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Cleaning oil burners

Ken C.Ken C. Member Posts: 267
I'm new to the oil heat trade. I'm working with an experienced technician who is training me to do annual boiler cleanings/burner servicing/combustion testing. I've done about 10 cleanings, and I always seem to get some oil on the floor when I pull the nozzle assembly or during bleeding. Other than using Speedi Dri, what system/methods do you use? One idea I'm considering is getting a large cookie sheet. The shallow pan would easily fit under most burners to catch any drips, and it would also be large enough to provide a good work space to disassemble and clean nozzle assemblies. I've been spreading rags on the floor for cleanings, but this uses up an awful lot of rags. What do you think of the cookie sheet idea? Any other ideas?


  • BigedBiged Member Posts: 117
    OIL Burner Clean Outs

    Welcome to the trade,first forget ever being clean while working ever again or not smelling like oil. well.... not quite,to stay clean you can wear a coverall or tyvek and always use rubber gloves to keep your hands clean espeacially if you're married. buy a drop cloth similar to what the painters use to cover the floor around the boiler so that whatever soot ect. from smoke pipe and boiler gets collected on the cloth. when you remove the nozzle assemble put your thumb over the end of the assemble to prevent oil from draining all over you and yes you can use one of those cookie pan or whatever it takes to keep most of the oil off the floor. get a can of odor gone powder and spray for leaving a nice smelling fragrance. remember leave the basement cleaner than you found it! have fun.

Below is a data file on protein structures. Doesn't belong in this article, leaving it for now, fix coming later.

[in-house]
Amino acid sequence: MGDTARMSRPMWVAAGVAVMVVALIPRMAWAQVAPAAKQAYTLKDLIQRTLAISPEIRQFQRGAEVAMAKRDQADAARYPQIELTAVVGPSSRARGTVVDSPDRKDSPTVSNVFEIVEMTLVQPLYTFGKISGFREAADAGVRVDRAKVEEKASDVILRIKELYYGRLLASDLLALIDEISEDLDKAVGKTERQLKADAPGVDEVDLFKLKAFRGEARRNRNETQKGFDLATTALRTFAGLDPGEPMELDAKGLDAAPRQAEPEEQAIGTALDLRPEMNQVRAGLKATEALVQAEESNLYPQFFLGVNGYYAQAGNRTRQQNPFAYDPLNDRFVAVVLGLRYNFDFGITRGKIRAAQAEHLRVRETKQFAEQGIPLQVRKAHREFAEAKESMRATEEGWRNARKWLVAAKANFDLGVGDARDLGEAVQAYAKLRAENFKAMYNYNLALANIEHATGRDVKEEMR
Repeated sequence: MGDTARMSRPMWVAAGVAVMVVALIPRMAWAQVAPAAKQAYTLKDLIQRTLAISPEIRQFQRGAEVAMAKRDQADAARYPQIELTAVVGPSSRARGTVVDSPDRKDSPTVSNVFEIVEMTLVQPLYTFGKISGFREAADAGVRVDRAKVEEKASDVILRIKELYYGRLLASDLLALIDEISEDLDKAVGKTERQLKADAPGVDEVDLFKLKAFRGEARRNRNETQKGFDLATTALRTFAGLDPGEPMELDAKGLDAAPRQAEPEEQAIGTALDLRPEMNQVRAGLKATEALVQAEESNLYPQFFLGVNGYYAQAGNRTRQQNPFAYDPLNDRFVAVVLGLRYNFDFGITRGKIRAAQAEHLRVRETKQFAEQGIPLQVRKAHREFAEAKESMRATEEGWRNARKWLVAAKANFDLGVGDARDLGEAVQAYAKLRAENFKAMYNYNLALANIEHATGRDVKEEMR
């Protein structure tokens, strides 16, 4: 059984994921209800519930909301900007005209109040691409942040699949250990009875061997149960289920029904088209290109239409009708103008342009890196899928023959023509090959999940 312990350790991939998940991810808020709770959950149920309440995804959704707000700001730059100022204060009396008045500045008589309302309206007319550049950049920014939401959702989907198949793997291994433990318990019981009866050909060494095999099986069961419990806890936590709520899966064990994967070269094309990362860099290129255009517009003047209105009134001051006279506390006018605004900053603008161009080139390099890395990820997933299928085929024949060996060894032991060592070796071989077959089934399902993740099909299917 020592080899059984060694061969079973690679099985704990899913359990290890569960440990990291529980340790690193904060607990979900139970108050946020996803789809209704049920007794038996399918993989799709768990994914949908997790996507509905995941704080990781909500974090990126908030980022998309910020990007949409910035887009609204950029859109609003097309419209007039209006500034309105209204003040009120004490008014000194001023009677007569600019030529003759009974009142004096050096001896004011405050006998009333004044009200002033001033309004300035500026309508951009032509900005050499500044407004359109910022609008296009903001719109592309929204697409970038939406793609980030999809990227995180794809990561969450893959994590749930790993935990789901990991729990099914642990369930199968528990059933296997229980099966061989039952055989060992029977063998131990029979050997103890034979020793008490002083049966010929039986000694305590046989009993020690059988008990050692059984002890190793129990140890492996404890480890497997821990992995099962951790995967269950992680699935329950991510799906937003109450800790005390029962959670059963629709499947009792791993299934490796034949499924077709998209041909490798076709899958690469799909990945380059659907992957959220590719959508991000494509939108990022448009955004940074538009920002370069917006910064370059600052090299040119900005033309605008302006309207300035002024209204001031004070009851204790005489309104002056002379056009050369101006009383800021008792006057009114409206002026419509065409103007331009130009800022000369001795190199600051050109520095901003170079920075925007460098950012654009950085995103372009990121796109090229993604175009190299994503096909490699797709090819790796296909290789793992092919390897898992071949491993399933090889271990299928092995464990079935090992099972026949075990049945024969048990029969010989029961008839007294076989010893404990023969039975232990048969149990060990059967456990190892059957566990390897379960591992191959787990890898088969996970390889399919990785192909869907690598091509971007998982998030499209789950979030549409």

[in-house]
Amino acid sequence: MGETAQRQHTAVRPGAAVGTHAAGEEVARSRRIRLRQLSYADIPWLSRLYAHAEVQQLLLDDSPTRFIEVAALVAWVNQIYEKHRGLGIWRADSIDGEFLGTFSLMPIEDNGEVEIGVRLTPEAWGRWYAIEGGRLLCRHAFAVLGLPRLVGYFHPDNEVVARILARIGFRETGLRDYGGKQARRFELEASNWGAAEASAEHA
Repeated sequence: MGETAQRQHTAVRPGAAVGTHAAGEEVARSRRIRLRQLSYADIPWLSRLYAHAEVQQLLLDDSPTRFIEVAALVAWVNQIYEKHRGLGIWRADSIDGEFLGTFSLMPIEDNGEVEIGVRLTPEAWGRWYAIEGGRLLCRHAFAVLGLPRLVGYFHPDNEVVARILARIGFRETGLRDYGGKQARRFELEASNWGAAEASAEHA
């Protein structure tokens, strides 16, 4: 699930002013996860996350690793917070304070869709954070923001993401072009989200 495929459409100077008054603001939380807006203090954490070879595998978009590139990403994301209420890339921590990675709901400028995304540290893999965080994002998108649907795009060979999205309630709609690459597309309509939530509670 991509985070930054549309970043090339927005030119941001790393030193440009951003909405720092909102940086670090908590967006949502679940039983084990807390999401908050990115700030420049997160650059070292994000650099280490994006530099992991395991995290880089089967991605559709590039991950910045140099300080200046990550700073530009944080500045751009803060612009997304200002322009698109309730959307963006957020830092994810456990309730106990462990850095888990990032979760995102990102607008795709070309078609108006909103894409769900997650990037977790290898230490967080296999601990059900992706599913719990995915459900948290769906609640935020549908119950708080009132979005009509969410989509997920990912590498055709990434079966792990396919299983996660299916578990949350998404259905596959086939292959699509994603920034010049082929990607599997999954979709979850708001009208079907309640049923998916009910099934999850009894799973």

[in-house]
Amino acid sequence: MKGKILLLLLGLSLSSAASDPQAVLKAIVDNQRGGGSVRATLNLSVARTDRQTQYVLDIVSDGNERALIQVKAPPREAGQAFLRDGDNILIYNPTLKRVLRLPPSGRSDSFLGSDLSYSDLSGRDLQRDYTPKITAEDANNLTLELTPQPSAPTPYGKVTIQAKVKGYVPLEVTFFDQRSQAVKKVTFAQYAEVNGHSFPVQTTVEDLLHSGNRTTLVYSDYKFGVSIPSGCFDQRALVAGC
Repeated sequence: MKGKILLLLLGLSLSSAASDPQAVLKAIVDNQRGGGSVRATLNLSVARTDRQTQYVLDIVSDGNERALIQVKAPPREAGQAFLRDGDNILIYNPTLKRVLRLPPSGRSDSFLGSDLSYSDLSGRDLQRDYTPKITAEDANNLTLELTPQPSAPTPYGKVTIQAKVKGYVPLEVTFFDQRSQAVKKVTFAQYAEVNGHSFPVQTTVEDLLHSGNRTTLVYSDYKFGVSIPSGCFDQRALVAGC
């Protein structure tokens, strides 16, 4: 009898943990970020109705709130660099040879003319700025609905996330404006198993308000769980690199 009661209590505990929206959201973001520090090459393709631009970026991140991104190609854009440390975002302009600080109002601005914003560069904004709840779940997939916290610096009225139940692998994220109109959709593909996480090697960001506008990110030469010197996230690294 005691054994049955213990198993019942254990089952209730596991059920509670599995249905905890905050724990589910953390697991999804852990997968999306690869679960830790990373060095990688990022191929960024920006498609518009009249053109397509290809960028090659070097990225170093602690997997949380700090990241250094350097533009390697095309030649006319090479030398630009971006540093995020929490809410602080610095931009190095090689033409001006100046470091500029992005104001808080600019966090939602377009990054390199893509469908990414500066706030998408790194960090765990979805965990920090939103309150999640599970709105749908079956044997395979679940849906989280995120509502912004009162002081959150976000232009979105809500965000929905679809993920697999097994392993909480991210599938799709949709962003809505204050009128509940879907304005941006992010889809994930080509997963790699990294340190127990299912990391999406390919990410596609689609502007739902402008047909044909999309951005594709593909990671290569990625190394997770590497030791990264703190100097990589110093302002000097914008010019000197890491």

• Ken D.Ken D. Member Posts: 836

    A cookie sheet is a good idea. I have used one for years. I put a layer of oil dry in it to hold any oil so it does not run out. When cleaning the pump strainer or changing the filter, I will get the bottom of a plastic bottle (milk or windshield fluid, etc.)to catch the larger amounts. I use this in conjunction with my cookie tray. When removing the drawer assy. I lift it out and the same time hold my thumb over the drawer inlet and hold the nozzle end at an upward plane. This keeps the oil from leaking. Pour the oil in the nozzle line ito a rag or jar and check or replace nozzle. Take your time as haste makes waste. Keep a clean wiper or rag handy to keep your hands or gloves clean so as not to leave finger marks all over everything. When bleeding the pump, get a length of 1/4" vinyl tube (available at almost any hardware store or home center)and slide it over the bleed nipple of the pump and put the other end into your bottle bottom or slop bucket. When using the vacuum, put drop cloths everywhere and go slow and keep the vac hose near the area you are cleaning to catch stray soot or put hose end into the inspection door so all the flues become a vac nozzle. Don't get too close to it so as to keep the soot off of you. Above all, focus.
  • WeezboWeezbo Member Posts: 6,232
    I been at this too long:)